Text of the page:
It shows in the numbers. The Silverado WT needs a respectable 7.2 seconds to get to 60 mph and does a 15.6-second quarter mile at 88.7 mph, quicker than a base model Ford or Ram. It outgrips those trucks, too, pulling 0.77 average lateral g on the skidpad and running a 28.0-second lap of the figure eight at 0.62 average lateral g. Braking is surprisingly longer than the Ford or Ram, stopping from 60 mph in 126 feet. Just goes to show a good brake pedal doesn't always mean more stopping power.
That performance, though, comes at a cost. At 15/20/17 mpg city/highway/combined, it's enough to make a fleet manager run screaming off the lot. The good news is, it actually gets much better fuel economy, at least when it's not loaded. Our Real MPG team recorded 17.6/25/20.3 mpg city/highway/combined, making it almost as good as a Ford or Ram work truck's EPA-estimated fuel efficiency. The bad news is, the Ford and Ram work trucks outperform their EPA numbers, too.
Last but not least, there's the simple matter of how the Silverado WT handles itself with and without a load. Just driving to the job site, it drives like a truck. The ride is a bit brittle at times and bouncy at other times, but that's the trade you make for payload and towing capacity. Unlike other trucks, though, everything isn't automatically better when you put weight in the bed. Although weight irons out the brittleness, it exacerbates the bounciness so the rear end heaves up and down over the slightest bumps.
At the end of the day, the Silverado WT is the kind of work truck you need when you just need to get stuff done. It's not comfortable, it's not efficient, it doesn't drive that great, but it's got it where it counts. Between the torque and the do-anything bed, the Silverado WT does exactly what it's advertised to do and nothing more.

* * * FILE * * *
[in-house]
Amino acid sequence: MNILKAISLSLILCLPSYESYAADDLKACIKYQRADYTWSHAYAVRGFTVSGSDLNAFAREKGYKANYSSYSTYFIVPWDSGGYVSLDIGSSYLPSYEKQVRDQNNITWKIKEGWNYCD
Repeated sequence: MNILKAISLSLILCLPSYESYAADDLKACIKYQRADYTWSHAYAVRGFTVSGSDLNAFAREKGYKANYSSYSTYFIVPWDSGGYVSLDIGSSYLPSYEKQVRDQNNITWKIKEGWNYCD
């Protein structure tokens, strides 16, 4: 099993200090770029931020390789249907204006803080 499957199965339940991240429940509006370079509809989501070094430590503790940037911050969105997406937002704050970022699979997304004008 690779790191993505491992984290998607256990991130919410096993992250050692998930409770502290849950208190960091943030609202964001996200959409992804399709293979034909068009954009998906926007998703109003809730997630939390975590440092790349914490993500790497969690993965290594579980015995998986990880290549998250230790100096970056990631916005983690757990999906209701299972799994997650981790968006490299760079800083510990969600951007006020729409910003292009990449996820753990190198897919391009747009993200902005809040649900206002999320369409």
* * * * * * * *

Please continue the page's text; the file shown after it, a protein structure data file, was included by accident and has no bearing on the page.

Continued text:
|2019 Chevrolet Silverado 4x4 (WT Crew)|
|DRIVETRAIN LAYOUT||Front-engine, AWD|
|ENGINE TYPE||90-deg V-6, alum block/heads|
|VALVETRAIN||OHV, 2 valves/cyl|
|DISPLACEMENT||262.4 cu in/4,301 cc|
|POWER (SAE NET)||285 hp @ 5,300 rpm*|
|TORQUE (SAE NET)||305 lb-ft @ 3,900 rpm*|
|WEIGHT TO POWER||17.5 lb/hp|
|SUSPENSION, FRONT; REAR||Control arms, coil springs, anti-roll bar; live axle, leaf springs|
|BRAKES, F; R||13.5-in vented disc; 14.1-in vented disc, ABS|
|WHEELS||8.0 x 17-in steel|
|TIRES||255/70R17 112S (M+S) General Grabber HTS|
|TRACK, F/R||68.9/68.3 in|
|LENGTH x WIDTH x HEIGHT||241.2 x 81.2 x 75.4 in|
|TURNING CIRCLE||49.5 ft|
|CURB WEIGHT||4,994 lb|
|WEIGHT DIST, F/R||59/41%|
|HEADROOM, F/R||43.0/40.1 in|
|LEGROOM, F/R||44.5/43.4 in|
|SHOULDER ROOM, F/R||66.0/65.2 in|
|CARGO VOLUME, INTERIOR||48.9 cu ft|
|PICKUP BOX L x W x H||79.4 x 71.4 x 22.0 in|
|PICKUP BOX VOLUME||72.0 cu ft|
|WIDTH BET WHEELHOUSES||50.6 in|
|PAYLOAD CAPACITY||2,006 lb|
|TOWING CAPACITY||SAE: 7,600 lb / VIN: 7,656 lb|
|ACCELERATION TO MPH|
|0-60 (PAYLOAD) TOWING**||7.2 (8.6) 13.0|
|PASSING, 45-65 MPH||3.9|
|QUARTER MILE||15.6 sec @ 88.7 mph|
|BRAKING, 60-0 MPH||126 ft|
|LATERAL ACCELERATION||0.77 g (avg)|
|MT FIGURE EIGHT||28.0 sec @ 0.62 g (avg)|
|TOP-GEAR REVS @ 60 MPH||1,500 rpm|
|PRICE AS TESTED||$41,115|
|AIRBAGS||6: Dual front, front side, f/r curtain|
|BASIC WARRANTY||3 yrs/36,000 miles|
|POWERTRAIN WARRANTY||5 yrs/60,000 miles|
|ROADSIDE ASSISTANCE||5 yrs/60,000 miles|
|FUEL CAPACITY||24.0 gal|
|REAL MPG, CITY/HWY/COMB||17.6/25.0/20.3 mpg|
|EPA CITY/HWY/COMB ECON||15/20/17 mpg|
|ENERGY CONS, CITY/HWY||225/169 kW-hrs/100 miles|
|CO2 EMISSIONS, COMB||1.15 lb/mile|
|RECOMMENDED FUEL||Unleaded regular|
|*SAE Certified **Payload: 722 lbs; Towing: 3,398 lbs|